Get a FREE Issue of Earth Island Journal
Sign up for our no-risk offer today.

Go Back: Home > Earth Island Journal > Latest News > Post and Comments

Latest News

Bill to End Dolphin and Whale Captivity Reintroduced In Canada

If passed, legislation would prohibit acquisition and captive breeding of cetaceans

A federal bill to end dolphin and whale captivity throughout Canada was reintroduced by Nova Scotia Senator Wilfred Moore in early December. The bill first made its appearance this past summer, at a time when the conservative Harper government held sway over Parliament. However, with the changing political climate in Canada — namely, the new Trudeau administration — things may be looking up for the whales and dolphins.

Dolphin at Vancouver AquariumPhoto by abdallahh/FlickrA dolphin at Vancouver Aquarium. The Ending of Captivity of Whales and Dolphins Act aims to put an end to the display of cetaceans in aquariums throughout Canada.

The Ending of Captivity of Whales and Dolphins Act aims to do just that — put an end to the display of cetaceans in aquariums throughout Canada. The act would expand Canada's existing criminal code provisions that prohibit abuse of animals to ban all acquisition and captive breeding of cetaceans. Captures would only be allowed in instances where individuals are injured and need help.

Rob Laidlaw, director of Zoocheck, a nonprofit that protects wildlife in captivity and the wild, says that the bill is long overdue in Canada. “It's been known for quite some time that the majority of Canadians support an end to the incarceration of these long-lived, wide-ranging, deep diving, highly intelligent, extremely social animals for public display purposes.” Zoocheck is one of several organizations supporting this initiative.

The proposed bill follows legislation passed over the summer that makes imports, exports and breeding of orcas illegal in the province of Ontario. And in November, California Representative Adam Schiff introduced a federal bill in the US that aims to phase out orca captivity as well.

Films like Blackfish have focused the public’s attention upon the suffering inherent in cetacean captivity. Yet, many people remain unaware that dolphins and whales are still considered property and are not legally entitled to their own lives. This is why cetacean captivity remains legal in Canada, as well as in other countries around the world.

These bills in Canada and the US represent the beginning of a fundamental reconfiguration of the place of other animals within our legal systems and in our individual mindsets. For decades, we have had more than enough scientific evidence to prove that dolphins and whales, and likely many other species, meet and even exceed the criteria that enable human beings to be considered legal and moral persons. Our current laws are based on outdated information and must evolve along with our knowledge.

Sonar, one of the organizations that advised on the Canadian bill, joins the growing chorus of voices that demand recognition of cetacean’s rights to their own lives, and Senator Moore’s bill represents an important step in this direction. Though it does not explicitly recognize the legal rights of the lone orca or the belugas being held against their will within the squalor known as Marineland, a marine amusement park in Canada, the bill reflects a growing understanding of every cetacean’s inherent right to be free from captivity. It’s an acknowledgement of the rights of cetaceans to be the authors of their own lives, without human intrusion. Should it pass, the bill will effectively place cetaceans beyond the use of the entertainment industry in Canada.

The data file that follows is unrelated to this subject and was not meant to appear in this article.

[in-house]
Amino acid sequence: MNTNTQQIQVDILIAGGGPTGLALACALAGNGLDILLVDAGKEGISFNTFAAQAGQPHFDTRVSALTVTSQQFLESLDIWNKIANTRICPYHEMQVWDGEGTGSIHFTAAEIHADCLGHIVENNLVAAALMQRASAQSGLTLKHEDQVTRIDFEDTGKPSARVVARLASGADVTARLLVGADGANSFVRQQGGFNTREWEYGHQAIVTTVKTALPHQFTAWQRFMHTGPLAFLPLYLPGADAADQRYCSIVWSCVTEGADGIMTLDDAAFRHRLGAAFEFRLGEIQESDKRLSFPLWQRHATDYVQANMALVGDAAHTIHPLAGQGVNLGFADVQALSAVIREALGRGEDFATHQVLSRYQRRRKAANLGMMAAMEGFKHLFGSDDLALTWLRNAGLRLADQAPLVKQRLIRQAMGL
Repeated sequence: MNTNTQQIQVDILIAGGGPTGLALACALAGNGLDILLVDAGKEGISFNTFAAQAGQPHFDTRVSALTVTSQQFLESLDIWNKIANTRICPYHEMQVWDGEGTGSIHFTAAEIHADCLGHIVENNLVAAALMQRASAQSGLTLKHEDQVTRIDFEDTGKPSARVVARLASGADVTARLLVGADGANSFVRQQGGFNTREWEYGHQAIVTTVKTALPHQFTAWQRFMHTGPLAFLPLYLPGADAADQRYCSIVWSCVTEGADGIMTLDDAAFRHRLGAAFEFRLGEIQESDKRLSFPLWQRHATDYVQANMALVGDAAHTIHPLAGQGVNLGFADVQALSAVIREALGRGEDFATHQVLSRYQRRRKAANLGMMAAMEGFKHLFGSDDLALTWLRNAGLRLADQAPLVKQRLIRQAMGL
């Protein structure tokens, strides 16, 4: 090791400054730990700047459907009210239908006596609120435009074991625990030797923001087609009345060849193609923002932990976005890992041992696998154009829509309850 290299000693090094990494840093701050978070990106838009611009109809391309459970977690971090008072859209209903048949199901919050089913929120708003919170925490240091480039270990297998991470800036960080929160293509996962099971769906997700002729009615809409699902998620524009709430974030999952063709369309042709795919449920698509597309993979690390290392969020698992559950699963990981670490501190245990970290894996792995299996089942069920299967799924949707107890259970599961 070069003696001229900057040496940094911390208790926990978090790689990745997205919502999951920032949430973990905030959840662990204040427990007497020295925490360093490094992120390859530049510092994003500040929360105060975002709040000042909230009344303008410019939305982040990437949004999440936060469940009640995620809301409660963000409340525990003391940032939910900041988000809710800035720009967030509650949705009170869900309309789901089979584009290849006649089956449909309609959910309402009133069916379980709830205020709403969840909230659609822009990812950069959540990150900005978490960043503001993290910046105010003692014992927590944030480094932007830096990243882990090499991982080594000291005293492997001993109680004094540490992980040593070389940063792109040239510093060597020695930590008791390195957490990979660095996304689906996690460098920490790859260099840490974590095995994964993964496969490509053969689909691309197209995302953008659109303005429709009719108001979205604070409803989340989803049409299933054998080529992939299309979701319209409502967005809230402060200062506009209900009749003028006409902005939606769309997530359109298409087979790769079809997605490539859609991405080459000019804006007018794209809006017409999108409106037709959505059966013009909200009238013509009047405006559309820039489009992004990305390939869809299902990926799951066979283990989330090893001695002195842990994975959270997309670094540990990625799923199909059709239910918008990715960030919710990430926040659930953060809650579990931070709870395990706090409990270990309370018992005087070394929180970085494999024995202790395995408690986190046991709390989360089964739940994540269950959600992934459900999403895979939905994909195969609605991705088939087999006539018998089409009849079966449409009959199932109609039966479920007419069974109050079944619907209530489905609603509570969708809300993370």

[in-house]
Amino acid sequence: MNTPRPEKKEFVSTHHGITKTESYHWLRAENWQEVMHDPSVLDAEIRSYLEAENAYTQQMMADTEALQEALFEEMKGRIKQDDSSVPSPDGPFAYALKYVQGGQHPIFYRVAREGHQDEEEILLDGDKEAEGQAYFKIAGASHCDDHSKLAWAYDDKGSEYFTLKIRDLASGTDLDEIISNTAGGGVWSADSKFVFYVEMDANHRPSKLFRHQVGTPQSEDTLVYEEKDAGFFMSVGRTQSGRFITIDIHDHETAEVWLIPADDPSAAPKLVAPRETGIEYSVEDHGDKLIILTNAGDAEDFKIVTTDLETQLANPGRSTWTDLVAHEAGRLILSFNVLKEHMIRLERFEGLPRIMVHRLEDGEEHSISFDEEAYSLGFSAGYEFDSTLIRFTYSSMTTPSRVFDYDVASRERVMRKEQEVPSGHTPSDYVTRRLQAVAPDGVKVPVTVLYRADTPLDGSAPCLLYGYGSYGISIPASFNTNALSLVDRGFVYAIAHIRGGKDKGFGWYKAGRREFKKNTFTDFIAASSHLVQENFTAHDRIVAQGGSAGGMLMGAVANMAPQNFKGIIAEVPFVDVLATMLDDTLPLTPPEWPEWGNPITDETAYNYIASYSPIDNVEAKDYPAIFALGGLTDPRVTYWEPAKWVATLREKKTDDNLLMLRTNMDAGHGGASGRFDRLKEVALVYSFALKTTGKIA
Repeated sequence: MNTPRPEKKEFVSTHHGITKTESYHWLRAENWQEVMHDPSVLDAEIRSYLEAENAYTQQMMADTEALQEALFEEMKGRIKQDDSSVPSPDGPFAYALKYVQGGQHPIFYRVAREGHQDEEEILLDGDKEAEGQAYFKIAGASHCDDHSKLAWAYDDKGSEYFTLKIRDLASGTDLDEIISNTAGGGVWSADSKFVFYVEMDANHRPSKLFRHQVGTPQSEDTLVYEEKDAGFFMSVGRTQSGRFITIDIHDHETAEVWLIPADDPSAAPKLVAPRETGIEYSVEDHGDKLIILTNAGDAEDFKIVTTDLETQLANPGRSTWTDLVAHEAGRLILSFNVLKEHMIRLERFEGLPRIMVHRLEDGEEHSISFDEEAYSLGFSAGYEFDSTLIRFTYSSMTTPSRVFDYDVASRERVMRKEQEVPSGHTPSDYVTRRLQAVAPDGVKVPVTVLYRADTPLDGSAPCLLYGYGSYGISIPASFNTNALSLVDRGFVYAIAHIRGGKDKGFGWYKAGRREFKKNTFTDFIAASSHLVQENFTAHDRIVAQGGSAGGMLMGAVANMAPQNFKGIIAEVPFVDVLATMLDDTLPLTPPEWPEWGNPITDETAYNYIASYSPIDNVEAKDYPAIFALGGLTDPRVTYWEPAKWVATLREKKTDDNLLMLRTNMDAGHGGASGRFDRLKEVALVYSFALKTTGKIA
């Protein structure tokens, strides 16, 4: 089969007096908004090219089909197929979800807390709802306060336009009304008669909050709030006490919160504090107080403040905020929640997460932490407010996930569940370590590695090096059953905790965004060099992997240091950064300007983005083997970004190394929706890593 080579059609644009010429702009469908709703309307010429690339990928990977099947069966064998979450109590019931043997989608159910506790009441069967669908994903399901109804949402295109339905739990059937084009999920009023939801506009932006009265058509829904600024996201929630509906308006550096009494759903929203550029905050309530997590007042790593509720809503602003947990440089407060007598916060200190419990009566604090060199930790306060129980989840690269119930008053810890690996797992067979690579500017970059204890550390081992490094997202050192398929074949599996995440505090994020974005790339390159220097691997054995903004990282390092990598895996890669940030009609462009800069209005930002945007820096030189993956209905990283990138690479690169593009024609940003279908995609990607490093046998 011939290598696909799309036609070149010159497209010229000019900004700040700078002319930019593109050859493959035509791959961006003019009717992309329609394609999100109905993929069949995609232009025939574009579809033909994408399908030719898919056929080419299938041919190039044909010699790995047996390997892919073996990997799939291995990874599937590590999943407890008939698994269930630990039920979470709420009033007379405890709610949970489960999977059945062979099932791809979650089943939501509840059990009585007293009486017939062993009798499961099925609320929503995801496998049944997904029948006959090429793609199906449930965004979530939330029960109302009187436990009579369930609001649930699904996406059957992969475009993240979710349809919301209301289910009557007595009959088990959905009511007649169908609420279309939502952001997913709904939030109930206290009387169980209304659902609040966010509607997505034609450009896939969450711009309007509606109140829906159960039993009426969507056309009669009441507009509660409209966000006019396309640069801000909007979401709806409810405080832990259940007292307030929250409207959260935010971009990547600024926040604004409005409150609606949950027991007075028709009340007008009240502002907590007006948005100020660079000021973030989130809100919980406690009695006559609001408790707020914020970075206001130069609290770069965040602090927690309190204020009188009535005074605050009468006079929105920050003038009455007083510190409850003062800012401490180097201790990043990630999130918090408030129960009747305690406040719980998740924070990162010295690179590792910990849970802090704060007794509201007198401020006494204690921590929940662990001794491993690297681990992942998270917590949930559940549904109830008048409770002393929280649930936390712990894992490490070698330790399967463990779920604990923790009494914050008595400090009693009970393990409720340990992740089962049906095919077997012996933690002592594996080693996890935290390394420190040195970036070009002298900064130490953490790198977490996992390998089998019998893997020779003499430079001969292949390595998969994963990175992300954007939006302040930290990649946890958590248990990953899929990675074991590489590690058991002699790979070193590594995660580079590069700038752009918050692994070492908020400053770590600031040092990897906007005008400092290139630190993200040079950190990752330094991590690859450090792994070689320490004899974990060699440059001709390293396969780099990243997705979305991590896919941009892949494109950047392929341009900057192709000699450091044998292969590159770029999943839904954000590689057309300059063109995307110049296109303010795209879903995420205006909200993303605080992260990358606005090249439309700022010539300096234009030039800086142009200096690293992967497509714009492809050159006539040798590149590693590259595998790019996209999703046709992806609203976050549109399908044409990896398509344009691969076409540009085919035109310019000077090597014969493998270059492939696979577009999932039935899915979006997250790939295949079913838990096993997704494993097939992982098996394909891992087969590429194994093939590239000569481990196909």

Regardless of the outcome of the bill, the conversations that it initiates are of utmost importance. It is a harbinger of the gradual dismantling of human exceptionalism as we come to realize that we are not the only beings whose rights must be protected.

What you can do: If you agree that it is time to recognize and respect cetacean’s rights to their own lives, please sign and share this petition

Laura Bridgeman
Laura Bridgeman is director of Sonar, an organization that advocates for dolphin and whale personhood, and Campaign & Communications Specialist at Earth Island's International Marine Mammal Project.

Email this post to a friend.

Write to the editor about this post.

Subscribe Today
cover thumbnail EIJ cover thumbnail EIJ cover thumbnail EIJ cover thumbnail EIJFour issues of the award-winning
Earth Island Journal for only $10

 

Comments

Enough!!!!no more dolphins in humans parks!!! Stop!!!!

By Sophie Train on Tue, February 09, 2016 at 12:59 am

Dolphins and whales feel, are intelligent, and are entitled to live free of fear and suffering.

By megan o'connell on Tue, January 12, 2016 at 7:48 pm

Please show these magnificent creatures the compassion and humanity they so desperately deserve!

By Anne Marie Gibb on Fri, January 08, 2016 at 11:10 pm

‘Captures would only be allowed in instances where individuals are injured and need help’
And then what? What about when the individual is healed? With they remain in captivity or be reintroduced to the wild?

By Chelsea on Sun, January 03, 2016 at 1:54 pm

Dolphins belong in the oceans, not in pools performing like circus clowns

By Lesley Bowler on Sun, January 03, 2016 at 7:17 am

Dolphins and whales are not supposed to be entertaining.

By Christine Netwal on Sat, January 02, 2016 at 7:38 pm

Dolphins are not for our entertainment

By Julie Tidball on Sat, January 02, 2016 at 8:25 am

Leave a comment

Comments Policy

Remember my personal information?

Notify me of follow-up comments?

Please enter the word you see in the image below:

View Posts by Date View Posts by Author

Subscribe
Today

Four issues for just
$10 a year.

cover thumbnail EIJ

Join Now!

 

0.1641